Learning a second language can change the way our senses work together to interpret speech, according to a new Northwestern University study.
In the study, published today in the journal Brain Sciences, researchers found that bilingual people are better at integrating sight and hearing to make sense of speech.
“We find that language experience can change sensory perception,” said Viorica Marian, a professor of communication sciences and disorders and psychology at Northwestern University. “Our discovery is that bilinguals are more likely to integrate across auditory and visual senses.”
Specifically, when people hear a speech sound (e.g. “ba”) that conflicts with what they see (e.g. “ga”), they will often perceive a completely different sound (e.g. “da”). This illusion is called the “McGurk Effect,” and researchers found it is more likely to occur if you speak more than one language. This demonstrates that language experience can change the way we perceive the world around us.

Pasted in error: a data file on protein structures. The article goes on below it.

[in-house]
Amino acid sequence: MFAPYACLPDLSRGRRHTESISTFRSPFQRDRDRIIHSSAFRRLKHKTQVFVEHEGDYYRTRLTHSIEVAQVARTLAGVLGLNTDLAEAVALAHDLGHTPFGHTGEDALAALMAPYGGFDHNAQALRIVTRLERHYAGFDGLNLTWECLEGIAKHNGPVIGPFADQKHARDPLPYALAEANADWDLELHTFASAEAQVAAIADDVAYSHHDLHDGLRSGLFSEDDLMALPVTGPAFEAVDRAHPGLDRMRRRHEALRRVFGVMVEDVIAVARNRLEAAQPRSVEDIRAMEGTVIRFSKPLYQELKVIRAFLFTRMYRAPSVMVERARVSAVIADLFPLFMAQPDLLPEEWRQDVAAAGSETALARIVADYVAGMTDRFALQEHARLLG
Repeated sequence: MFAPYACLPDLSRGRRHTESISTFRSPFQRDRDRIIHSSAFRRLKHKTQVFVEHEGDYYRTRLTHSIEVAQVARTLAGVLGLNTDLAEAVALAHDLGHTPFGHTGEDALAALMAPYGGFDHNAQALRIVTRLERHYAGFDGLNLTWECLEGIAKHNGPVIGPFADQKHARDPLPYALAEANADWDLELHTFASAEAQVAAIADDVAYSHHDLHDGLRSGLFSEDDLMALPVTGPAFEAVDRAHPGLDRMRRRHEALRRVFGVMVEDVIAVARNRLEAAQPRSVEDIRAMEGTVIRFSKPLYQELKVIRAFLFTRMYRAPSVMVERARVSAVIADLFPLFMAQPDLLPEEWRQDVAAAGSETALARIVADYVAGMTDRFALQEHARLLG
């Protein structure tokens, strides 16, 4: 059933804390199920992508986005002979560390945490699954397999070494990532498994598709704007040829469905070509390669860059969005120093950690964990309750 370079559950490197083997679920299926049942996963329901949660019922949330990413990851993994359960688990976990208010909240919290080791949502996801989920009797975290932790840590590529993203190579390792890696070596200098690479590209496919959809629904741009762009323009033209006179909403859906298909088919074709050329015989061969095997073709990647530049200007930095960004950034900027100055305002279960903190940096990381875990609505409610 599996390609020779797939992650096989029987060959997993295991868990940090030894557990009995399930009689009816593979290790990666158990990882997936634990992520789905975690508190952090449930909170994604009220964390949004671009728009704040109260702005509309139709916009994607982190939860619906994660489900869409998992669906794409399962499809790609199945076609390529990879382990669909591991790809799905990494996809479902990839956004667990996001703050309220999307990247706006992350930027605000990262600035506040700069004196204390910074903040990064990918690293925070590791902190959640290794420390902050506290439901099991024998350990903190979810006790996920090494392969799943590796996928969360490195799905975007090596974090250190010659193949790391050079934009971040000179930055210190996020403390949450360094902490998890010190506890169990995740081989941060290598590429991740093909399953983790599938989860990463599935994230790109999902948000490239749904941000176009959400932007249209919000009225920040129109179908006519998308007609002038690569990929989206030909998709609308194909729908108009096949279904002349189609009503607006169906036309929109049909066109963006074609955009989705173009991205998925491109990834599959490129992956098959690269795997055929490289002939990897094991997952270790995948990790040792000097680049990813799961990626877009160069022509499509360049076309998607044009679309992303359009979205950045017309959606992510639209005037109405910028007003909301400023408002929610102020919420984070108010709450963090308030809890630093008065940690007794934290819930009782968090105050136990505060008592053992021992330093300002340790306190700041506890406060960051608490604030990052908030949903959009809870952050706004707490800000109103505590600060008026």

A video demonstration of the “McGurk Effect” is available on the Bilingualism and Psycholinguistics Research Group website.
“A bilingual and monolingual listening to the same speaker can hear two completely different sounds, showing that language experience affects even the most basic cognitive processes,” said Sayuri Hayakawa, study co-author and post-doctoral research scientist.
Previous research demonstrated that multiple languages compete with each other in the brain, making it more difficult for bilinguals to process what they hear. As a result and out of necessity, they may rely more heavily on visual input to make sense of sound.
Bilingual experience can impact domains ranging from memory to decision making, to cognitive control, but these findings suggest that learning a second language can even change our basic sensory experiences.
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